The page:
The Barnstaple Shilling, DevonAll round the country there are survivals of ancient charitable customs, more significant now for the ceremony and the event than for the value of the donation, though some such as the Ufton Nervet Bread and Cloth Dole , and the Titchborne Dole in Hampshire are still nice little boosts for locals.
The tradition of giving a shilling to residents of almshouses in Barnstaple is of the ceremonial variety, except that the specially minted coins are of interest to collectors.
It appears the custom dates back to the end of the 18th century, when local landowner Henry Tippett bequeathed the rent from a piece of land he owned to charity, to be paid via the church in the form back then of a sixpence for each of the almshouse occupants. In 1795 when the thing started sixpence would have bought several pints of beer, so it was worthwhile.
In the 1930s the owner of the ground concerned used Edward I ’s 1279 and 1290 Statutes of Mortmain to get out of paying the rent – boo. But the council felt it right to carry the tradition on – hooray, the Mayor being the one presenting the gift. Brand new shilling coins were used, then 5p after decimalisation, the newness giving a sparkle literal and metaphorical to the offering. But supply difficulties in the mid-80s meant it proved necessary to have special commemorative coins produced, a creative solution and one with heart – if Barnstaple Council continues in this light the townsfolk are lucky indeed with their local authority.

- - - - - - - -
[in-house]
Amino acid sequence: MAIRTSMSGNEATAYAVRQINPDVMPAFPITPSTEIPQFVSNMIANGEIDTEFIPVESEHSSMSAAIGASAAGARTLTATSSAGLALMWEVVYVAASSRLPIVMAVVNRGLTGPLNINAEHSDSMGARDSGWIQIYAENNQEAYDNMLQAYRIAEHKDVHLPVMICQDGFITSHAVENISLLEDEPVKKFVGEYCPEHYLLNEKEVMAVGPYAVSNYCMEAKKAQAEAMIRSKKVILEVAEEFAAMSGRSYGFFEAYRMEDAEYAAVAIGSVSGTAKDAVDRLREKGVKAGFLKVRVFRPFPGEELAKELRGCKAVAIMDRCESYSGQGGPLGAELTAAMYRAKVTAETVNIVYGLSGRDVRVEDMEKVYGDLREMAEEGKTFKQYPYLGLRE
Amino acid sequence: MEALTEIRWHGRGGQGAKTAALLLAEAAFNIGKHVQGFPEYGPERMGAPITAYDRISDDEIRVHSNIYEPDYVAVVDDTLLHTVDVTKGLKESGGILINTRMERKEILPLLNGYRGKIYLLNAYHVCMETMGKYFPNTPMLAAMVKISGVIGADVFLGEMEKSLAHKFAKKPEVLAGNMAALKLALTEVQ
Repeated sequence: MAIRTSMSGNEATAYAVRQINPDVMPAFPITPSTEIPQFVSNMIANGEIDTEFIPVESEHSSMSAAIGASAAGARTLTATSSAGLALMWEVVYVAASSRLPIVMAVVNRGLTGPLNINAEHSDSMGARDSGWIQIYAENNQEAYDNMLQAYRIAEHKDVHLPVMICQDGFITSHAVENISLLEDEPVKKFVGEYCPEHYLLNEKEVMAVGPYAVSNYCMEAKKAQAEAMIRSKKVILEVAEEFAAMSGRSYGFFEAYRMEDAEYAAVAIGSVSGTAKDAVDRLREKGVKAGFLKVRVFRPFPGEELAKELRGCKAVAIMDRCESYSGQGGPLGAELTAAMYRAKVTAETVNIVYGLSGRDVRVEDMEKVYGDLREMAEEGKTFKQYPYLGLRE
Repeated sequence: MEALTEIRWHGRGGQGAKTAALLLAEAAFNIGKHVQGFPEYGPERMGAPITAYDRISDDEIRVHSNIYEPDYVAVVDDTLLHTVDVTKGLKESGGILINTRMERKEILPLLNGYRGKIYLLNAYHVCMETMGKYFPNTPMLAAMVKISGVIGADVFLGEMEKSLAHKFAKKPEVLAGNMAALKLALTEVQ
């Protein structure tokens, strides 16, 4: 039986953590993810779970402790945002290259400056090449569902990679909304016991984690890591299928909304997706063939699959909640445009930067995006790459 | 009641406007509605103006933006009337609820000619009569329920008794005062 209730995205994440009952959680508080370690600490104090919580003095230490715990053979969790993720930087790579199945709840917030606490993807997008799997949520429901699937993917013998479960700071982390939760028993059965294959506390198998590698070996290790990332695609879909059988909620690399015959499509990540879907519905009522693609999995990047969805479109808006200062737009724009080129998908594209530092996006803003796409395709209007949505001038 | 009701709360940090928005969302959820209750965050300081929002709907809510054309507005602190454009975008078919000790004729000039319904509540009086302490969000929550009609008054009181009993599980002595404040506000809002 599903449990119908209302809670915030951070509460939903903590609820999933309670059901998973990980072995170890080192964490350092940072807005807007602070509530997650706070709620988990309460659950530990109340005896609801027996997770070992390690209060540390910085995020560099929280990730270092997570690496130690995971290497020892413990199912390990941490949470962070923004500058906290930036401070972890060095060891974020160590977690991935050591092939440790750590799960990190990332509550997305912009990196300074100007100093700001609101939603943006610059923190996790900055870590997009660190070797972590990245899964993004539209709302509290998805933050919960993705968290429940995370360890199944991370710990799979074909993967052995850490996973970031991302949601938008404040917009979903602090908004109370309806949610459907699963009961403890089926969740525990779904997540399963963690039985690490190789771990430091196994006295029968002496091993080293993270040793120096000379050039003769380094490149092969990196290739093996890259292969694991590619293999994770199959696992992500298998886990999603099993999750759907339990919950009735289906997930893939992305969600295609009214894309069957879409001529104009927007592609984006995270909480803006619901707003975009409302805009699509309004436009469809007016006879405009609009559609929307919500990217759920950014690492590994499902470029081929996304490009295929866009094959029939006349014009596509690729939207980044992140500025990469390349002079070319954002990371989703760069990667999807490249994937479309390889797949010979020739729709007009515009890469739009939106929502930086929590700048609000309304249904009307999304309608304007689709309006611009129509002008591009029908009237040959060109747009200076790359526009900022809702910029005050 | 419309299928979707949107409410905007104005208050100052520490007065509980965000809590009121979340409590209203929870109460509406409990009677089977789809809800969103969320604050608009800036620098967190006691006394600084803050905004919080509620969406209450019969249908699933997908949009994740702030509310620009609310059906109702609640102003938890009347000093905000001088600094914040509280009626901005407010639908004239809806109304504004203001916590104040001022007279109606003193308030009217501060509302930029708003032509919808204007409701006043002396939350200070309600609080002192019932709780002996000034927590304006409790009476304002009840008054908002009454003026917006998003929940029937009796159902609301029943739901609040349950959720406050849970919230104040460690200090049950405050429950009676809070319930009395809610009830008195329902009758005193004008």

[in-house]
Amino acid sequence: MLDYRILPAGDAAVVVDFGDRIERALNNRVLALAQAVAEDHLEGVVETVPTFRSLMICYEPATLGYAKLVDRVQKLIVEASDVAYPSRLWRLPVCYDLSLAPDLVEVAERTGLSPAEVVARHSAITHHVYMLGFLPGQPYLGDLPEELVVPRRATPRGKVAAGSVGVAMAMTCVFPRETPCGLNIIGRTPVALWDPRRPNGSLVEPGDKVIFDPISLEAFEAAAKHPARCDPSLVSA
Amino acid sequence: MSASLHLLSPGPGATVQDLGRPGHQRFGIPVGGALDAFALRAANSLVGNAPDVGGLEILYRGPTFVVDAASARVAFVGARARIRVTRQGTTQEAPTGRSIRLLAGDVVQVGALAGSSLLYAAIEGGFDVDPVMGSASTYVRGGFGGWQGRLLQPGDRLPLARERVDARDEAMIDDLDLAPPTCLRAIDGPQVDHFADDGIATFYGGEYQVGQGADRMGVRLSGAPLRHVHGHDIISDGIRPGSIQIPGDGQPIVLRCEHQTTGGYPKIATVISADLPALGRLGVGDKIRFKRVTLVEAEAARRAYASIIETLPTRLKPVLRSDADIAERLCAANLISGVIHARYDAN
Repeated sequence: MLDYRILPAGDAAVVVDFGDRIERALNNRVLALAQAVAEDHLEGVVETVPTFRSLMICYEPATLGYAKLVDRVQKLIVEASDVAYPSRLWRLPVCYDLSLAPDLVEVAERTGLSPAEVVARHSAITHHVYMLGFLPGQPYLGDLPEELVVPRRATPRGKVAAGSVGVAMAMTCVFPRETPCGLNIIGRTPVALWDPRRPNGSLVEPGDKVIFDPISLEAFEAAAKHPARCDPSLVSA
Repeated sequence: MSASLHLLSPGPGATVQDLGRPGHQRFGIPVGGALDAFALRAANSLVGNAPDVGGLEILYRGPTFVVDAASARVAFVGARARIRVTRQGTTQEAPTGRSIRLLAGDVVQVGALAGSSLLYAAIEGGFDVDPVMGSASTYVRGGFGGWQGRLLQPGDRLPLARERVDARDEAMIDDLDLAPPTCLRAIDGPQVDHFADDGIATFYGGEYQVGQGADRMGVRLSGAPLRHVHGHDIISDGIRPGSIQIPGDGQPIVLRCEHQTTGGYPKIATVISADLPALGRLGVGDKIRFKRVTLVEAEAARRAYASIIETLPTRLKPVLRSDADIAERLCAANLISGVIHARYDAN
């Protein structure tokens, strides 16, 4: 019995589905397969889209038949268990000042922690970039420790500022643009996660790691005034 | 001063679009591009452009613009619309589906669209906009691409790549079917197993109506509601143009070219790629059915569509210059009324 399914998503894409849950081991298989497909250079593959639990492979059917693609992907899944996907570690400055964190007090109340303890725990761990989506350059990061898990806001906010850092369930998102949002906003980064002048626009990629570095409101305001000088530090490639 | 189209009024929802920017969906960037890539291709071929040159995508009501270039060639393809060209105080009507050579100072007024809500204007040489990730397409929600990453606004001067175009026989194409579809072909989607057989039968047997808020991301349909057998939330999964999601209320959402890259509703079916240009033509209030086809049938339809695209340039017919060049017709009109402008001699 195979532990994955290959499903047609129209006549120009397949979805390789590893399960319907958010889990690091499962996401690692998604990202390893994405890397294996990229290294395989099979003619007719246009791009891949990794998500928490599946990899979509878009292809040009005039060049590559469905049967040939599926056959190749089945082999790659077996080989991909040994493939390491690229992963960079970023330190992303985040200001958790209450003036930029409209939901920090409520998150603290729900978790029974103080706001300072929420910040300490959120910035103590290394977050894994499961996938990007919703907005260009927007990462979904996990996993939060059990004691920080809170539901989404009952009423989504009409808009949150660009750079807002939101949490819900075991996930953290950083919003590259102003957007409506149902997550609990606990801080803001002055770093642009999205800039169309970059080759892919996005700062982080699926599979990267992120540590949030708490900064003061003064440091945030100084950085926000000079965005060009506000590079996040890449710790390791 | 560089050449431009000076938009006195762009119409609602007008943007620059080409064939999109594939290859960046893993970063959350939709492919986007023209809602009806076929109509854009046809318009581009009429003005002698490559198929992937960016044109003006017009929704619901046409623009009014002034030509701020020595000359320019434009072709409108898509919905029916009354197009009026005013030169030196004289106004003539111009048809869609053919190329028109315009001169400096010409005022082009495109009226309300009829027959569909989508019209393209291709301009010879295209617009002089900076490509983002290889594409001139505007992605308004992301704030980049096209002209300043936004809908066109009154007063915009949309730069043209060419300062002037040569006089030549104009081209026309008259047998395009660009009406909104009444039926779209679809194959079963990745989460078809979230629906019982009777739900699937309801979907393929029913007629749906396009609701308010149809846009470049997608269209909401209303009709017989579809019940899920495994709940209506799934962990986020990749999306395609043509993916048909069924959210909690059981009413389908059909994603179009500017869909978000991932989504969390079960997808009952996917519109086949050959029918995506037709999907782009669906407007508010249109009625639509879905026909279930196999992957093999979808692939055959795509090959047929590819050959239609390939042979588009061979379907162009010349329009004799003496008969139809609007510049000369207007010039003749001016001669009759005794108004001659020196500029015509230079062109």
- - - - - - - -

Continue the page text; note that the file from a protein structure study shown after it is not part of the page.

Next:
More British Folk Customs?